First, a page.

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Editorial: The puzzle of ceasefire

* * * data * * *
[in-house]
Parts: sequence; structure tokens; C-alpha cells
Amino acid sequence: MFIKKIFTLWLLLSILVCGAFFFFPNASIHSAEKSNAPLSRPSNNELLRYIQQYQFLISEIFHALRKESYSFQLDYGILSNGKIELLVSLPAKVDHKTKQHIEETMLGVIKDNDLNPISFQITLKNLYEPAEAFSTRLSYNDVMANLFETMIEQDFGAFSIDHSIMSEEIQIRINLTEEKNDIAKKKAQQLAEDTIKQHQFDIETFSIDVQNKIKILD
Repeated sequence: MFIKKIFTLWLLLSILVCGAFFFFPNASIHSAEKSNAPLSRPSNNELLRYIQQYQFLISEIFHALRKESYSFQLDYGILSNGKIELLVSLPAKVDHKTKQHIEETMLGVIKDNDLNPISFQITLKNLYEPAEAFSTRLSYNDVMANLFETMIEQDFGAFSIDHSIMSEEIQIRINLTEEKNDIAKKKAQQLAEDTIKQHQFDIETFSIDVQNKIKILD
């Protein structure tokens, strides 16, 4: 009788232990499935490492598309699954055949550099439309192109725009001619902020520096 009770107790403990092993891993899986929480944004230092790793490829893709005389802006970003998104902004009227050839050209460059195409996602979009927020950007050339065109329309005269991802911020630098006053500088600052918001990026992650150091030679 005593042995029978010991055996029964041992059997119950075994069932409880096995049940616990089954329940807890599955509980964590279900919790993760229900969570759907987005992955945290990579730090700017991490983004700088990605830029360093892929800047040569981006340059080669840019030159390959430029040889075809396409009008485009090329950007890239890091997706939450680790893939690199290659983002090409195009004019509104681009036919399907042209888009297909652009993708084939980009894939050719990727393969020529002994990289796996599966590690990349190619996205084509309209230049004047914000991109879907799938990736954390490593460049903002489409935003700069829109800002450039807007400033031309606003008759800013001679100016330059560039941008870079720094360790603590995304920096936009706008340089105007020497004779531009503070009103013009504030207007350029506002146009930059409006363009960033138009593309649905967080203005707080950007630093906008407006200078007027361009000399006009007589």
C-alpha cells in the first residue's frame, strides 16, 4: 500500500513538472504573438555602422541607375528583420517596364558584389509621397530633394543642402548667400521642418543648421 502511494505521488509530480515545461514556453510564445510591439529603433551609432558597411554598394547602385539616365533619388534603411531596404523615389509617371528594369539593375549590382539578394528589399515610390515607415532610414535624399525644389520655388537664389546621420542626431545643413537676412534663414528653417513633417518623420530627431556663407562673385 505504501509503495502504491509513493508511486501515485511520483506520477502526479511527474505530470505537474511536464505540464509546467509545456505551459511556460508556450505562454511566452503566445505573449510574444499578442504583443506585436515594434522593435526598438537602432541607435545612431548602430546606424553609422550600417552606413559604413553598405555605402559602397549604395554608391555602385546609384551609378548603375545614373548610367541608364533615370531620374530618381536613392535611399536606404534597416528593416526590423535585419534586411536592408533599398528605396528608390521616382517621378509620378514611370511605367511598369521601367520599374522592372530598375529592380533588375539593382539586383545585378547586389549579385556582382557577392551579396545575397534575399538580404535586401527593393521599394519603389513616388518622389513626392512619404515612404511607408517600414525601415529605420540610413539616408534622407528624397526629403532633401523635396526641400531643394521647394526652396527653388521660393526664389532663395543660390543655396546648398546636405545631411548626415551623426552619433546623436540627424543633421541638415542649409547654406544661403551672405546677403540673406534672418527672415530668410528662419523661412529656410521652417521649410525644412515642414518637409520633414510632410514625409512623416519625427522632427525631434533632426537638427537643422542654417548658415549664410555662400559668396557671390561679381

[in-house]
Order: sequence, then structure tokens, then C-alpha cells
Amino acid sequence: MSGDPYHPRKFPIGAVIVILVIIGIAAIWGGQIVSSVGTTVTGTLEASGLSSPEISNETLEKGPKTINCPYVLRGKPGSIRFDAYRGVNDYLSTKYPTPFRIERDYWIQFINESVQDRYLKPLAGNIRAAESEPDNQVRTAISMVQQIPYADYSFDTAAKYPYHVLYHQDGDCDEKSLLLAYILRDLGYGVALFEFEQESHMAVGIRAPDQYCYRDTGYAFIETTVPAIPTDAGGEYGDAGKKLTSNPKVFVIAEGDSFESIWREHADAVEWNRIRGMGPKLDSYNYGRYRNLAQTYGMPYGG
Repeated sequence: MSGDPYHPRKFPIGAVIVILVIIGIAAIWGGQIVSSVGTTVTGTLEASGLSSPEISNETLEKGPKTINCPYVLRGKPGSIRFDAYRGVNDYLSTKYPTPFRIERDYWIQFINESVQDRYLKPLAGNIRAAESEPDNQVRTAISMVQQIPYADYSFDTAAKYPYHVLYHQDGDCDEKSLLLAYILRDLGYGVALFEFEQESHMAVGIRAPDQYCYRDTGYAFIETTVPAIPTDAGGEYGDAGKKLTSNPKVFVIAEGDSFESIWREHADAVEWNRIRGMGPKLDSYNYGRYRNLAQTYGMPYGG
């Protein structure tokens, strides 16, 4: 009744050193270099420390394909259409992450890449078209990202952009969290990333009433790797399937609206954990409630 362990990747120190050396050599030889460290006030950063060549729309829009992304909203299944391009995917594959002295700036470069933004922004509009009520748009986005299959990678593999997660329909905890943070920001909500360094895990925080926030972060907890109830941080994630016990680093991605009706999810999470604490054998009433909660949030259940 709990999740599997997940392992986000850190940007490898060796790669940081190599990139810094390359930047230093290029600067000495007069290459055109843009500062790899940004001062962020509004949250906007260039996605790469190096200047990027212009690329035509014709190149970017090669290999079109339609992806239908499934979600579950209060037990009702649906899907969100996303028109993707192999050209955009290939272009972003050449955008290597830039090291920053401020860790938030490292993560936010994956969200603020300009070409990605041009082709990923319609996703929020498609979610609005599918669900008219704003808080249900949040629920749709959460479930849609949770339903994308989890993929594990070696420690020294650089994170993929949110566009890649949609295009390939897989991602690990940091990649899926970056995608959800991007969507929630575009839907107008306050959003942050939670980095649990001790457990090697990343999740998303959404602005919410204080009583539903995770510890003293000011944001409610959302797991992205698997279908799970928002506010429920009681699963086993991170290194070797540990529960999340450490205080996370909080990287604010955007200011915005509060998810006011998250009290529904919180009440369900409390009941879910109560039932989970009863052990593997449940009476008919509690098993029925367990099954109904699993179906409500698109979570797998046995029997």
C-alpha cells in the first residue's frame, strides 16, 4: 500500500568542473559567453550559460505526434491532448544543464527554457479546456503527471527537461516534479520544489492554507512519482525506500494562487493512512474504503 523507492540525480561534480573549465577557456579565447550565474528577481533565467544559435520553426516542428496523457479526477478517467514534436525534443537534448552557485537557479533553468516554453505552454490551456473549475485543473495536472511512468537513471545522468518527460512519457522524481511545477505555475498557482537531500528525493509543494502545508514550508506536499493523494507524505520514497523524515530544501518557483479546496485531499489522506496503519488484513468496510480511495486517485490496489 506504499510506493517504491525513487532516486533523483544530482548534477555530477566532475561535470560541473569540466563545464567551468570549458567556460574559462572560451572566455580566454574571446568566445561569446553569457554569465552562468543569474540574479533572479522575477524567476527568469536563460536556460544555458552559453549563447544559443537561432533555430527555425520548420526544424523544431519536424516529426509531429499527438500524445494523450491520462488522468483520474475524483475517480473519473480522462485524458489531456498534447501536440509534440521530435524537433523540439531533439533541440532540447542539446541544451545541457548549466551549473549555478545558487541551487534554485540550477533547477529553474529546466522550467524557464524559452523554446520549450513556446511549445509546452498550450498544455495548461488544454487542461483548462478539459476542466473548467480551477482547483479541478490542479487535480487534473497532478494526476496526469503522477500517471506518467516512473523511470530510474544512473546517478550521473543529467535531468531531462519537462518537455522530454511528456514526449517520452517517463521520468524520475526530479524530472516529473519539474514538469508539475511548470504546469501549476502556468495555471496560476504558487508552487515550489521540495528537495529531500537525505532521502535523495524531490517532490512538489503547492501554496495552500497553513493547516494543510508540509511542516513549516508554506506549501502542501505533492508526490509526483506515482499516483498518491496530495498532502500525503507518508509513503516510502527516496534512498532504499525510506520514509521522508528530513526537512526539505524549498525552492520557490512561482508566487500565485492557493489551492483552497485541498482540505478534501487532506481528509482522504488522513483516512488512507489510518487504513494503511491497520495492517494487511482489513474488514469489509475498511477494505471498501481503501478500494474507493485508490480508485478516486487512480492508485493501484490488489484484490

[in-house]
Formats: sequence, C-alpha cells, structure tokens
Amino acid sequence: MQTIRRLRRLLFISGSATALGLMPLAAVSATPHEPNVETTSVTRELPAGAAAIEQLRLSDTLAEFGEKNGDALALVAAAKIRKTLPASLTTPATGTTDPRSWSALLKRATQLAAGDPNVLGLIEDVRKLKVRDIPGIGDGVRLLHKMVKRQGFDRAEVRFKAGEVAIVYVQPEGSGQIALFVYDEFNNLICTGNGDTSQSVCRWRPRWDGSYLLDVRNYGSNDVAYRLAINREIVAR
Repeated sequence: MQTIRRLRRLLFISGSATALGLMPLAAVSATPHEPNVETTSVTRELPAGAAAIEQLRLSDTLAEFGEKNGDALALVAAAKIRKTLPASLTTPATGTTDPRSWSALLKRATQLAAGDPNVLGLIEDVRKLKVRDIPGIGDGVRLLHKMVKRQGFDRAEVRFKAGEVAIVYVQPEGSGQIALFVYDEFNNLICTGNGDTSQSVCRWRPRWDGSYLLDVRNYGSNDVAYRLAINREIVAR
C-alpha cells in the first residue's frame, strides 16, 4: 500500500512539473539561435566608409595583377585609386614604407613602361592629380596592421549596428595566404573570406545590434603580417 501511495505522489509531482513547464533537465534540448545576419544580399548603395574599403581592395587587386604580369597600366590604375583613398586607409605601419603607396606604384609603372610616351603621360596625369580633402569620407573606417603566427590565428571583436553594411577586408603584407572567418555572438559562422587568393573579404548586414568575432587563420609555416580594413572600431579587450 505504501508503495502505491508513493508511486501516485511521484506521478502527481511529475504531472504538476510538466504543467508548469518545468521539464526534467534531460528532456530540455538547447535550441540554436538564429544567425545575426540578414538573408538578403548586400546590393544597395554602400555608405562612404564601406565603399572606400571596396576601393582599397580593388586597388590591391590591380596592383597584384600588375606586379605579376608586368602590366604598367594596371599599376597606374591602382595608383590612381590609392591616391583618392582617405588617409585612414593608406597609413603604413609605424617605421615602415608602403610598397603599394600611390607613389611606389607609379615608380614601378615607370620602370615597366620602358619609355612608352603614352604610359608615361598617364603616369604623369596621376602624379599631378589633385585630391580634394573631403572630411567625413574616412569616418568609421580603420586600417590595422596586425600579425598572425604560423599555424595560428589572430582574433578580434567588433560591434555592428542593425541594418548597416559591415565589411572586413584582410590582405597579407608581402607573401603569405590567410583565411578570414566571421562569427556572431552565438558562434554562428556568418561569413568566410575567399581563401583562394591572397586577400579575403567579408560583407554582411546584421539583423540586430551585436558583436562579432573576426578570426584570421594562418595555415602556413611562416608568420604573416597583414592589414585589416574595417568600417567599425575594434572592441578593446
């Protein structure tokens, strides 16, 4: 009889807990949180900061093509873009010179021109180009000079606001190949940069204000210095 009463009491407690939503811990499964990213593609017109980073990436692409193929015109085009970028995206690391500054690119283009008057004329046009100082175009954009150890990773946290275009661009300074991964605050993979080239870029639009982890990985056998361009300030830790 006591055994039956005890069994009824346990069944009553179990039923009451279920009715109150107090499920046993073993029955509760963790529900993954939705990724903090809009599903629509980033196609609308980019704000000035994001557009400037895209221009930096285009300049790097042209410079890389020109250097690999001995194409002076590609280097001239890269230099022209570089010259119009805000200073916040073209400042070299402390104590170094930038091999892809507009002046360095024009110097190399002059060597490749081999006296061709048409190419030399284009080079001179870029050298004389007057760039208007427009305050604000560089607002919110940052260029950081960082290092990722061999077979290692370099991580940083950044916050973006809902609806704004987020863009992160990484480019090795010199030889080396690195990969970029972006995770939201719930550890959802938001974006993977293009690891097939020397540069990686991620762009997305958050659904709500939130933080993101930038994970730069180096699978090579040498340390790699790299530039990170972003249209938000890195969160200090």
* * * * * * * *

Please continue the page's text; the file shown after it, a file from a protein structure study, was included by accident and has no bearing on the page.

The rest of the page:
Since the start of peace talks, Taliban has highly pursued contradictory behavior and policy as time and again the group has remained puzzling regarding the ceasefire—a demand posed by the US to continue peace talks. On the one hand, the group flaunted patriotic face with sympathetic manners to make free the agonized Afghans of prolong war—while at other, the Taliban continue killing Afghan security forces—a might, where Taliban fighters could likely reintegrate after a possible peace deal. In the past two days, over 30 security forces were killed in Taliban’s attack. Even it has lambasted a number of media outlets for publishing false and baseless reports about a ceasefire—hinting on the reality of the situation, the Taliban has no intention of declaring truce. In that scenario, all is left is the reduction in violence and discussions being held in revolving solely around this specific issue. Is it done so? Violence has reached to its peak in return of moribund. Still confusion looming over ceasefire saga as Taliban’s ruling council has reportedly agreed to observe a brief ceasefire amid ongoing talks with the US on a deal aimed at ending 18 years of war and restoring peace to the war-hit country. Duration of the truce also remains to be specified, but based on source it would last for 10-day. Furthermore, the peace deal between the U.S. and the Taliban is the same that skippered in September of 2019 between the two sides with a little change of only demanding of reduction in violence. Talks were suspended when both sides seemed on verge of singing pact. US President Donald Trump called off the talks, accusing Taliban of not having any desire for peace. But recently he talked about his administration engagement on an agreement with the Taliban. The agreement they are suppose to sing is not known to anyone even to the top leadership of Afghan leaders. No idea what is the content and what conditions Taliban are imposing. There is an immense need for inclusion of key political leaders to have a clear sight of the agreement. The fear that Taliban will come back with their conservative mentality and red lines should also be banished—but the efforts must not be aimed at sabotaging the process. Taliban are reality of our society, and already failed to vanish it through militarily. Ultimately, despite the setbacks, there is still cause for optimism, and differences could melt away once direct talks held between Afghan leaders and the Taliban negotiating members.

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